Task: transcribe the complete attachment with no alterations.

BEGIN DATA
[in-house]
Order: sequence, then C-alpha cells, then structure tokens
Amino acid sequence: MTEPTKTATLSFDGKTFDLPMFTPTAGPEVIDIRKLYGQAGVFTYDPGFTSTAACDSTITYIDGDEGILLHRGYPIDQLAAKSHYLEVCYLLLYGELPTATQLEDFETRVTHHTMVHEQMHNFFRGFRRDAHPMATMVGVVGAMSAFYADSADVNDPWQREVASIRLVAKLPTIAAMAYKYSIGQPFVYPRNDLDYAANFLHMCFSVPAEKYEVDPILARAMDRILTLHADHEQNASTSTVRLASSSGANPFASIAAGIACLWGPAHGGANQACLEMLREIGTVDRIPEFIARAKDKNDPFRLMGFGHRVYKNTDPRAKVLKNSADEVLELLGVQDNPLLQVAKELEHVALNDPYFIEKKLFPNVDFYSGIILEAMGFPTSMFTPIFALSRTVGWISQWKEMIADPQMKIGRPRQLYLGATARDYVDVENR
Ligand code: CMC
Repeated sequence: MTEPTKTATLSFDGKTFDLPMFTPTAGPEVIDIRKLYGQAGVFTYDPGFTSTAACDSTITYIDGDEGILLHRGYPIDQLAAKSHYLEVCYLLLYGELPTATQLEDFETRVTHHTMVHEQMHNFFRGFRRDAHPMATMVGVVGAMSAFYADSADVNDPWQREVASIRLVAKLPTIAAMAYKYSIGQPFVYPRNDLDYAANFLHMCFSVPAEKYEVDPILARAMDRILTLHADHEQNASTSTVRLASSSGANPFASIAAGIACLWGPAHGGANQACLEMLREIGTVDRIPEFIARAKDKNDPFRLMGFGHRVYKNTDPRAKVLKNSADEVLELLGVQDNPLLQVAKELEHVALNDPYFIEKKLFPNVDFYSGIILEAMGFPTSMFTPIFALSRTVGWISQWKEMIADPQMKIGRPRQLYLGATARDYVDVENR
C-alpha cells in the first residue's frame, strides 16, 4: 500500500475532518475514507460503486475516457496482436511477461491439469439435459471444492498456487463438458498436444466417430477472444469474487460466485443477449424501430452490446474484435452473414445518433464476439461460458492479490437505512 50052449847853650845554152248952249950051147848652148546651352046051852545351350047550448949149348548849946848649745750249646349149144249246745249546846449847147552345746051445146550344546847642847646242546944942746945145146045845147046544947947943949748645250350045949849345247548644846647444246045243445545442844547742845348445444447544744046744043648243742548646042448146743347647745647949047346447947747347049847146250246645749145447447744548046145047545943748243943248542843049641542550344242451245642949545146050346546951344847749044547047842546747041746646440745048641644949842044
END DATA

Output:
[in-house]
Order: sequence, then C-alpha cells, then structure tokens
Amino acid sequence: MTEPTKTATLSFDGKTFDLPMFTPTAGPEVIDIRKLYGQAGVFTYDPGFTSTAACDSTITYIDGDEGILLHRGYPIDQLAAKSHYLEVCYLLLYGELPTATQLEDFETRVTHHTMVHEQMHNFFRGFRRDAHPMATMVGVVGAMSAFYADSADVNDPWQREVASIRLVAKLPTIAAMAYKYSIGQPFVYPRNDLDYAANFLHMCFSVPAEKYEVDPILARAMDRILTLHADHEQNASTSTVRLASSSGANPFASIAAGIACLWGPAHGGANQACLEMLREIGTVDRIPEFIARAKDKNDPFRLMGFGHRVYKNTDPRAKVLKNSADEVLELLGVQDNPLLQVAKELEHVALNDPYFIEKKLFPNVDFYSGIILEAMGFPTSMFTPIFALSRTVGWISQWKEMIADPQMKIGRPRQLYLGATARDYVDVENR
Ligand code: CMC
Repeated sequence: MTEPTKTATLSFDGKTFDLPMFTPTAGPEVIDIRKLYGQAGVFTYDPGFTSTAACDSTITYIDGDEGILLHRGYPIDQLAAKSHYLEVCYLLLYGELPTATQLEDFETRVTHHTMVHEQMHNFFRGFRRDAHPMATMVGVVGAMSAFYADSADVNDPWQREVASIRLVAKLPTIAAMAYKYSIGQPFVYPRNDLDYAANFLHMCFSVPAEKYEVDPILARAMDRILTLHADHEQNASTSTVRLASSSGANPFASIAAGIACLWGPAHGGANQACLEMLREIGTVDRIPEFIARAKDKNDPFRLMGFGHRVYKNTDPRAKVLKNSADEVLELLGVQDNPLLQVAKELEHVALNDPYFIEKKLFPNVDFYSGIILEAMGFPTSMFTPIFALSRTVGWISQWKEMIADPQMKIGRPRQLYLGATARDYVDVENR
C-alpha cells in the first residue's frame, strides 16, 4: 500500500475532518475514507460503486475516457496482436511477461491439469439435459471444492498456487463438458498436444466417430477472444469474487460466485443477449424501430452490446474484435452473414445518433464476439461460458492479490437505512 50052449847853650845554152248952249950051147848652148546651352046051852545351350047550448949149348548849946848649745750249646349149144249246745249546846449847147552345746051445146550344546847642847646242546944942746945145146045845147046544947947943949748645250350045949849345247548644846647444246045243445545442844547742845348445444447544744046744043648243742548646042448146743347647745647949047346447947747347049847146250246645749145447447744548046145047545943748243943248542843049641542550344242451245642949545146050346546951344847749044547047842546747041746646440745048641644949842044